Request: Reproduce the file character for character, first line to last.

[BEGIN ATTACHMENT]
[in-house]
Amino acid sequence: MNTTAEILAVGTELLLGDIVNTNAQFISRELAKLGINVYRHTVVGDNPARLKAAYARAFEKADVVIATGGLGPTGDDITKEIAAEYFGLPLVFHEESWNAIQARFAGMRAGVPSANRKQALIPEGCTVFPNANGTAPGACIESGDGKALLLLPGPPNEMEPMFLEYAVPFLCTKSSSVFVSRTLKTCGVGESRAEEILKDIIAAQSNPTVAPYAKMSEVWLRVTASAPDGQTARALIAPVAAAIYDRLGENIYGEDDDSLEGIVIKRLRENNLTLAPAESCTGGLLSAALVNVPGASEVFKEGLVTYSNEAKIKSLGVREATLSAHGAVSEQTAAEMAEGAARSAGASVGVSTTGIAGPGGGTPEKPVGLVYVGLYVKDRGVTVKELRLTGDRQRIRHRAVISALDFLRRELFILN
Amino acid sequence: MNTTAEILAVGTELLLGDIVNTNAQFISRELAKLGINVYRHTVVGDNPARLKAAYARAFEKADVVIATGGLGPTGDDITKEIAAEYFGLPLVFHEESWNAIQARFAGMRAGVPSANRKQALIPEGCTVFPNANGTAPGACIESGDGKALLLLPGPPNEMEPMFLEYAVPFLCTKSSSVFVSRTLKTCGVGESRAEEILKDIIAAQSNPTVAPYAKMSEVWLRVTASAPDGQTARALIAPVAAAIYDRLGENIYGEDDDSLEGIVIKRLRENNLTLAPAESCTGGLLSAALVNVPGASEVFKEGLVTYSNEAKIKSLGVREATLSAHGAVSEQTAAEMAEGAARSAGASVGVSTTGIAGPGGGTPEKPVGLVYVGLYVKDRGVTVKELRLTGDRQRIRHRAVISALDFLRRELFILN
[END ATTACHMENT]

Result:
[in-house]
Amino acid sequence: MNTTAEILAVGTELLLGDIVNTNAQFISRELAKLGINVYRHTVVGDNPARLKAAYARAFEKADVVIATGGLGPTGDDITKEIAAEYFGLPLVFHEESWNAIQARFAGMRAGVPSANRKQALIPEGCTVFPNANGTAPGACIESGDGKALLLLPGPPNEMEPMFLEYAVPFLCTKSSSVFVSRTLKTCGVGESRAEEILKDIIAAQSNPTVAPYAKMSEVWLRVTASAPDGQTARALIAPVAAAIYDRLGENIYGEDDDSLEGIVIKRLRENNLTLAPAESCTGGLLSAALVNVPGASEVFKEGLVTYSNEAKIKSLGVREATLSAHGAVSEQTAAEMAEGAARSAGASVGVSTTGIAGPGGGTPEKPVGLVYVGLYVKDRGVTVKELRLTGDRQRIRHRAVISALDFLRRELFILN
Amino acid sequence: MNTTAEILAVGTELLLGDIVNTNAQFISRELAKLGINVYRHTVVGDNPARLKAAYARAFEKADVVIATGGLGPTGDDITKEIAAEYFGLPLVFHEESWNAIQARFAGMRAGVPSANRKQALIPEGCTVFPNANGTAPGACIESGDGKALLLLPGPPNEMEPMFLEYAVPFLCTKSSSVFVSRTLKTCGVGESRAEEILKDIIAAQSNPTVAPYAKMSEVWLRVTASAPDGQTARALIAPVAAAIYDRLGENIYGEDDDSLEGIVIKRLRENNLTLAPAESCTGGLLSAALVNVPGASEVFKEGLVTYSNEAKIKSLGVREATLSAHGAVSEQTAAEMAEGAARSAGASVGVSTTGIAGPGGGTPEKPVGLVYVGLYVKDRGVTVKELRLTGDRQRIRHRAVISALDFLRRELFILN